Meg Osman has authored a new piece for Fast Company focused on how data, technology and new markets will inform our efforts in the year ahead: A Futuristic Office Is Less Important Than An Office That’s Good For Workers | Co.Exist | ideas + impact
The article references a new report from Glassdoor about America’s labor market and job trends that suggests “2016 was a landmark year for hiring” and that there are currently “5.85 million unfilled job openings in America” that translate to lost productivity and increased competition for talent. These realities make 2017 an exciting year for workplaces as organizations work to recruit, retain, train and empower their people.
Below are a few quick excerpts from the Fast Company article, which can be read in full online.
On corporate workplaces in new markets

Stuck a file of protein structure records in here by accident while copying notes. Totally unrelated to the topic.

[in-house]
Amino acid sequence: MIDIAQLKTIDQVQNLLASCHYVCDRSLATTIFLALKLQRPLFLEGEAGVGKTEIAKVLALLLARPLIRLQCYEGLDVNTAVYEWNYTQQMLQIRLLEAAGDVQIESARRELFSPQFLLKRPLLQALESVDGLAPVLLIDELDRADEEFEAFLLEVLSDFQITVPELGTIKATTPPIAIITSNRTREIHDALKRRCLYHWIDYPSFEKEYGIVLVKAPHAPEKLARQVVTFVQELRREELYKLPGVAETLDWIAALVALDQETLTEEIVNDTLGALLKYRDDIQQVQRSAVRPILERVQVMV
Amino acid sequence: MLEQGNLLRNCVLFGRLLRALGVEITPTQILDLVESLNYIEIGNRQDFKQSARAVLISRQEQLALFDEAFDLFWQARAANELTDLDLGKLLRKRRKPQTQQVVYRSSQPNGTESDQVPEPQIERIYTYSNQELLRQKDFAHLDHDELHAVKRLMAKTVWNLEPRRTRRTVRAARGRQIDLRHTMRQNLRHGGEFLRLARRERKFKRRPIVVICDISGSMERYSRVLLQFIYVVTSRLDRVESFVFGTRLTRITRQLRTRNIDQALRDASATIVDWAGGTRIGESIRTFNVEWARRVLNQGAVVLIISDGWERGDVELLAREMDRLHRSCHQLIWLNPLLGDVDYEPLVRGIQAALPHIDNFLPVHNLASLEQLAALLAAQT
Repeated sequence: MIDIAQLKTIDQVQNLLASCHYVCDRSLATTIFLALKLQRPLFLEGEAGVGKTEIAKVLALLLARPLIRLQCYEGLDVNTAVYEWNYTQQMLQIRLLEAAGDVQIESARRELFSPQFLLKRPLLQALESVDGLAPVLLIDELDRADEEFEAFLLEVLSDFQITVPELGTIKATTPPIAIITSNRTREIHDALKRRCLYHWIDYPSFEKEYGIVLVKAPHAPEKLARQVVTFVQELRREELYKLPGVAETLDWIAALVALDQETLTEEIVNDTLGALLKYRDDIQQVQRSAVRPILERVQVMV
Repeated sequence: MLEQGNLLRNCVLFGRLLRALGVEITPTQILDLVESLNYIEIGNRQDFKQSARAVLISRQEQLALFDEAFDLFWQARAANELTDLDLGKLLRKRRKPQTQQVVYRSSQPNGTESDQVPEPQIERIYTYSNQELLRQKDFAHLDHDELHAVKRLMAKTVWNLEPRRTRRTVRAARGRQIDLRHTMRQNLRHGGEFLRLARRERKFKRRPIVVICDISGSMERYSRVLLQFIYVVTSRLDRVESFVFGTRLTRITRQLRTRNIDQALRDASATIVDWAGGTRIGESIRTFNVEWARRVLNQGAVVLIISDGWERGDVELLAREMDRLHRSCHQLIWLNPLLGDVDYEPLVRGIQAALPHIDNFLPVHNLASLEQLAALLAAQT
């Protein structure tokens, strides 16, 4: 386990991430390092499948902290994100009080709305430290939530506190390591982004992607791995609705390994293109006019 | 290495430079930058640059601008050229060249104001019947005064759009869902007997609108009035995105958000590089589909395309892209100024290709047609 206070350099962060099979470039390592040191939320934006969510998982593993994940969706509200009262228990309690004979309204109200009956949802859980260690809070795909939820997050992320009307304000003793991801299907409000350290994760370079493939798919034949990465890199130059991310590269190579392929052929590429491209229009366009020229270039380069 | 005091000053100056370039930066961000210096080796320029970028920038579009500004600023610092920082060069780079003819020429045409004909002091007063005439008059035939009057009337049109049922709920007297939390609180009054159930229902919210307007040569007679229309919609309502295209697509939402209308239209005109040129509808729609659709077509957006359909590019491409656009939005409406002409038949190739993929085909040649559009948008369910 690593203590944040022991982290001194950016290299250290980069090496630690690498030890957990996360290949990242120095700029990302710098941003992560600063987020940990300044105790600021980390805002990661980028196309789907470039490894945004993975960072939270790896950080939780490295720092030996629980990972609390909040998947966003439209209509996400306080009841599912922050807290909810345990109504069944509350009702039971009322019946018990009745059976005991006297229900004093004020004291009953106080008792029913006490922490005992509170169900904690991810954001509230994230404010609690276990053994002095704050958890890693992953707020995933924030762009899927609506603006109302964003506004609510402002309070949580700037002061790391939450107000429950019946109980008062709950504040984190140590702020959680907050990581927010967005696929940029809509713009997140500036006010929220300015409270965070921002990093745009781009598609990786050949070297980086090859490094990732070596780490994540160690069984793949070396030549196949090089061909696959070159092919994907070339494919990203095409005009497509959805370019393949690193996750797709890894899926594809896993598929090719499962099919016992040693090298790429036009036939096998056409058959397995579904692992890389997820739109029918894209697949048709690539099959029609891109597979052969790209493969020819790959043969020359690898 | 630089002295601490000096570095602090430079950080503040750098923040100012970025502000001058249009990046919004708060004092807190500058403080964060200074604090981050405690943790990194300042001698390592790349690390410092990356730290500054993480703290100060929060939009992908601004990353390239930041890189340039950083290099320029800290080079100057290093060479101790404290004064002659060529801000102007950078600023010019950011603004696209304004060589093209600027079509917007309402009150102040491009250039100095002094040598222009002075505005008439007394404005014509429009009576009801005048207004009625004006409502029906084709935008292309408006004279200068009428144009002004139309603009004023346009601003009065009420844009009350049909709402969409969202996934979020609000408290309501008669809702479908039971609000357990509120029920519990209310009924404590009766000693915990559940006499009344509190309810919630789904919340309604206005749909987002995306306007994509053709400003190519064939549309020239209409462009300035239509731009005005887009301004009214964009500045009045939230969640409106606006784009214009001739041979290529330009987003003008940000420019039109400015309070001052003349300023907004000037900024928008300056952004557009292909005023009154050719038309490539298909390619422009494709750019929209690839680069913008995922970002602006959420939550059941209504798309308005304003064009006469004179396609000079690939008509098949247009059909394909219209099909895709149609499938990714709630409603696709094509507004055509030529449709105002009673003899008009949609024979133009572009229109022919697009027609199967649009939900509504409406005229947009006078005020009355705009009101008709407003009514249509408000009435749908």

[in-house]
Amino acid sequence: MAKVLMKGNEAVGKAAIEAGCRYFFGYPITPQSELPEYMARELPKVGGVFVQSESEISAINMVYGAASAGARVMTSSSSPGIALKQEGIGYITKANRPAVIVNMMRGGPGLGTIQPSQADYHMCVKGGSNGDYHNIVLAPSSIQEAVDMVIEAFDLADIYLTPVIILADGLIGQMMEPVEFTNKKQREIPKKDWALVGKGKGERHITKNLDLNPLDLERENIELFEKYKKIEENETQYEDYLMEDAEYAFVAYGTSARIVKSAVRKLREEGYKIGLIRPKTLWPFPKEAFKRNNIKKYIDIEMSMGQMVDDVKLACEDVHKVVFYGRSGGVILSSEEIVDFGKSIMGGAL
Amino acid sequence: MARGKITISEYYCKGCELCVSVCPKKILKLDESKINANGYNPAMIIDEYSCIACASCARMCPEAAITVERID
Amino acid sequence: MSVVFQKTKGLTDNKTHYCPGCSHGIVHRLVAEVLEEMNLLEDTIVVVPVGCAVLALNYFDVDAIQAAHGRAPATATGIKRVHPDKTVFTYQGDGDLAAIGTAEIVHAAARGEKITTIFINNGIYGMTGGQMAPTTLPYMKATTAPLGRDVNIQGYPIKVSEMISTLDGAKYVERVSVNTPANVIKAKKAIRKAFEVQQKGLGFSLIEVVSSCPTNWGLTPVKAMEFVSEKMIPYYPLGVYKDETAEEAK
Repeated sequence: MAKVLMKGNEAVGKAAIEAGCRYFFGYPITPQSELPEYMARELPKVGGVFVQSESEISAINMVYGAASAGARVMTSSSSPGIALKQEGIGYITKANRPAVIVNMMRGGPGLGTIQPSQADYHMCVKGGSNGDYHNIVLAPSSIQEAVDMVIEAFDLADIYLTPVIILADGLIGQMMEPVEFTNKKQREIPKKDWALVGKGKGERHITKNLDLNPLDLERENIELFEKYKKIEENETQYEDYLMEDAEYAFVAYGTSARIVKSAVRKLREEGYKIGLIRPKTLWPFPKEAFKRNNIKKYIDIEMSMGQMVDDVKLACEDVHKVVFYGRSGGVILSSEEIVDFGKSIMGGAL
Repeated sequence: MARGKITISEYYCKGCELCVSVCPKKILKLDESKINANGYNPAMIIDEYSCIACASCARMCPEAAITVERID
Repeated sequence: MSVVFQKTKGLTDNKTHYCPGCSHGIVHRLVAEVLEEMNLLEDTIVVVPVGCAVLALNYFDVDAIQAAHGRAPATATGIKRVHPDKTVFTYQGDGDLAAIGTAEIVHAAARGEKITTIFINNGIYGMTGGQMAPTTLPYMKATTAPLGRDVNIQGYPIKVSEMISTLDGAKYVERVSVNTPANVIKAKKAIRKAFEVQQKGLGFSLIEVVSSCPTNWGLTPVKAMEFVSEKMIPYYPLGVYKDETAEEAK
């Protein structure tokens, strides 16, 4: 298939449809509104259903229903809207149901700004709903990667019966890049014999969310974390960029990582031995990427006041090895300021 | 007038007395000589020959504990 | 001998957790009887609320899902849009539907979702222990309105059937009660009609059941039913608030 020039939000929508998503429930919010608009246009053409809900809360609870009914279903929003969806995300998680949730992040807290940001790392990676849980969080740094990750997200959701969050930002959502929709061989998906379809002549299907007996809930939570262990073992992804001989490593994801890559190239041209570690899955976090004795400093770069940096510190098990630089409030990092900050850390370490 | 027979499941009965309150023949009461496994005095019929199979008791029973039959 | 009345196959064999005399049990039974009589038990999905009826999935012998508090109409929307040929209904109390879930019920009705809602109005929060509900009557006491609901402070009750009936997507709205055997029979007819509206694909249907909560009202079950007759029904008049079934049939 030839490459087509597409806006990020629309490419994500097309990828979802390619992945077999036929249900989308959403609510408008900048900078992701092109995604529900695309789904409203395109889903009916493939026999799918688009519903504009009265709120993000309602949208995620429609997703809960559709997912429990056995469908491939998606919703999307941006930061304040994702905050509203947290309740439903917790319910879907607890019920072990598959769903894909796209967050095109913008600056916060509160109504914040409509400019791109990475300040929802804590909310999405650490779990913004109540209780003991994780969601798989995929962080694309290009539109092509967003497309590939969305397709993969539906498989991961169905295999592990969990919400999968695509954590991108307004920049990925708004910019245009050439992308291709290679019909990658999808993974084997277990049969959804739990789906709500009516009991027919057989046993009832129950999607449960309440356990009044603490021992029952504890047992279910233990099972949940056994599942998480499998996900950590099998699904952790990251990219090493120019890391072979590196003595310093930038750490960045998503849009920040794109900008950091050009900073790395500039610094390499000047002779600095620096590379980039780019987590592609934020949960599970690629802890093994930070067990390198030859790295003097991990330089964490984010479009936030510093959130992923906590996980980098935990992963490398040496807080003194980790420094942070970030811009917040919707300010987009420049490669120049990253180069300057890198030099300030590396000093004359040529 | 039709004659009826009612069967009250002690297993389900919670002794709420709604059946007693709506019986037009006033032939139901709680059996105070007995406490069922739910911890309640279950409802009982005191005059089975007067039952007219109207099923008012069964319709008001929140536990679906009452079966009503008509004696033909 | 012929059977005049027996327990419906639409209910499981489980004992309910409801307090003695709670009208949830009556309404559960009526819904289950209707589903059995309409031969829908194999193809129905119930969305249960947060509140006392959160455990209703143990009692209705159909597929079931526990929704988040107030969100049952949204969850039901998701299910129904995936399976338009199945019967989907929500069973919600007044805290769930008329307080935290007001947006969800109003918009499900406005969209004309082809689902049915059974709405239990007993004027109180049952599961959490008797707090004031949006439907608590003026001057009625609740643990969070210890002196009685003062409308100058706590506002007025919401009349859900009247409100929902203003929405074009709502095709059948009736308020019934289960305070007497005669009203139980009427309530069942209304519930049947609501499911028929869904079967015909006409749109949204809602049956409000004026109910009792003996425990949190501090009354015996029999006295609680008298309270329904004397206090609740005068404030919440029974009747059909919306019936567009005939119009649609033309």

One of the more fascinating shifts we’ve seen in recent years is the focus on corporate workplace strategy in unfamiliar spaces like hospitals and research labs. Organizations are recognizing the same principles that can improve workplaces for insurance companies and tech firms can also enrich these less accustomed buildings.
Penn Medicine’s Abramson Cancer Center in the Center for Advanced Cellular Therapies is one example of this trend. After initial plans called for the center’s four principal investigator teams (PI) to be separated across two floors, Penn Medicine engaged workplace design to increase efficiencies in its program. This 25% increase in efficiency enables all four PI teams to occupy a single floor, which will strengthen collaboration and communication in the team’s pursuit to eradicate cancer.